Hovnanian Enterprises Inc. (HOV) bonds rose to the highest price since May 2011 and the cost to protect against its default declined after Blackstone Group LP agreed to buy a group of development lots from the homebuilder.
Hovnanian’s $797 million of 10.625 percent notes climbed 4.3 cents to 101.75 cents on the dollar at 3:54 p.m. in New York, according to Trace, the bond-price reporting system of the Financial Industry Regulatory Authority. The yield fell to 10 percent from 11.4 percent. Credit-default swaps on Hovnanian’s debt dropped 8.4 percentage points to a mid-price of 30.1 percent upfront, according to data provider CMA, which is owned by McGraw-Hill Cos. and compiles prices quoted by dealers in the privately negotiated market.
Blackstone’s GSO Capital Partners LP will add to a portfolio of Hovnanian housing development sites that totals 620 lots costing $65 million, including both acquisition and development expenses, the companies said today in a statement. GSO also intends to raise its equity stake in New Jersey’s biggest homebuilder by exchanging $15 million of Hovnanian’s notes for about 3.9 million shares.
The deal provides “a sizable liquidity source that will enable Hovnanian to buy enough land to grow the company,” JPMorgan Chase & Co. analysts led by Susan Berliner wrote in a note to investors today. “GSO now has a vested interest in HOV’s survival and perhaps” would be willing to provide additional capital, the analysts wrote.
JPMorgan raised its recommendation on Red Bank, New Jersey- based Hovnanian debt to ‘neutral’ from ‘underweight,’ citing recovery in new-home sales and the capital boost provided by GSO. The debt-to-equity exchange should reduce Hovnanian’s interest expenses by $1.7 million, the analysts estimated.
Hovnanian reported its first profit after eight quarters of losses on June 6 as rising demand for new homes boosted revenue in the quarter ended April 30. New home sales rose to an annual rate of 369,000 in May, the most since April 2010, according to data from the Commerce Department.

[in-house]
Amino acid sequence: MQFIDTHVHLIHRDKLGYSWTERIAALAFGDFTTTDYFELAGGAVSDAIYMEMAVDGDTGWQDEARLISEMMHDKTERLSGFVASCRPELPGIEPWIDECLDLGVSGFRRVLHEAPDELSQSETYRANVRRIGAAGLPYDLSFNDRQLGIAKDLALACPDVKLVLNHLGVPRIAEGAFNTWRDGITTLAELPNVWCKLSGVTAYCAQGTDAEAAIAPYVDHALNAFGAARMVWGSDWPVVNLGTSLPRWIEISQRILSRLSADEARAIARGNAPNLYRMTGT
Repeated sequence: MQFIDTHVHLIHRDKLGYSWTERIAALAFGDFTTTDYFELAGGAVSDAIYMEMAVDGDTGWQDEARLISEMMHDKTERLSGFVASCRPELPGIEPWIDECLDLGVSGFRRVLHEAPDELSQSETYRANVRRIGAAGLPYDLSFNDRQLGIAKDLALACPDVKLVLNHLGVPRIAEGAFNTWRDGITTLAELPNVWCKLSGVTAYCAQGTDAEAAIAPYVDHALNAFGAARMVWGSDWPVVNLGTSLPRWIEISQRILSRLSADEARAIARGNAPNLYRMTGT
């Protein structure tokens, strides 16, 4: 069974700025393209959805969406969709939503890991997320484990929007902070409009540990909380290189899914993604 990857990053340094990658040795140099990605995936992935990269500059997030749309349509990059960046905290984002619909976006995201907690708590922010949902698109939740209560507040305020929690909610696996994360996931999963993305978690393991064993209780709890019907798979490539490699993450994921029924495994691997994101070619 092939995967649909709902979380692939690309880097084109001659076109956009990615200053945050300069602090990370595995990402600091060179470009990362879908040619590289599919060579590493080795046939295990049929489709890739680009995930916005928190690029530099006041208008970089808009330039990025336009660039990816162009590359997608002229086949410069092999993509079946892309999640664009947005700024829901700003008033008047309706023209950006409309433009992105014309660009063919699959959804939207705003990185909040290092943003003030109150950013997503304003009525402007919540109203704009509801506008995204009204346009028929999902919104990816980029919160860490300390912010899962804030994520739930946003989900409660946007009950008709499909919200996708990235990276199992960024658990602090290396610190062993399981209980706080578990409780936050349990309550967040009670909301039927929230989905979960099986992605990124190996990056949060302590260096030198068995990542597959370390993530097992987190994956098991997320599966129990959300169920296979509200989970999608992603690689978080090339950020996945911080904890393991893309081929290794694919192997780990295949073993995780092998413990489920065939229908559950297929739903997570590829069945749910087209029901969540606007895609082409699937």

“We firmly believe that the U.S. residential real-estate market has bottomed and that Hovnanian is uniquely positioned to capitalize on the recovery,” Doug Ostrover, GSO founding member and partner, said in the statement.
The $125 million deal with Blackstone announced today gives Hovnanian the option to buy back the lots on a quarterly basis. Hovnanian and New York-based Blackstone plan to identify additional land parcels totaling as much as $60 million to add to the portfolio, according to the statement.
“Many investors were worried that if the demand environment continued to improve, Hovnanian Enterprises would not have sufficient liquidity to participate in the housing recovery,” Barclays Plc analysts led by Vincent Foley wrote in a note to investors today. “This new partnership could solve this issue.”
Hovnanian’s credit-default swaps, which typically fall as investor confidence improves and rise as it deteriorates, mean investors would pay $3.01 million initially and $500,000 annually to protect $10 million of the company’s debt.
The contracts pay the buyer face value if a borrower fails to meet its obligations, less the value of the defaulted debt. A basis point equals $1,000 annually on a contract protecting $10 million of debt.
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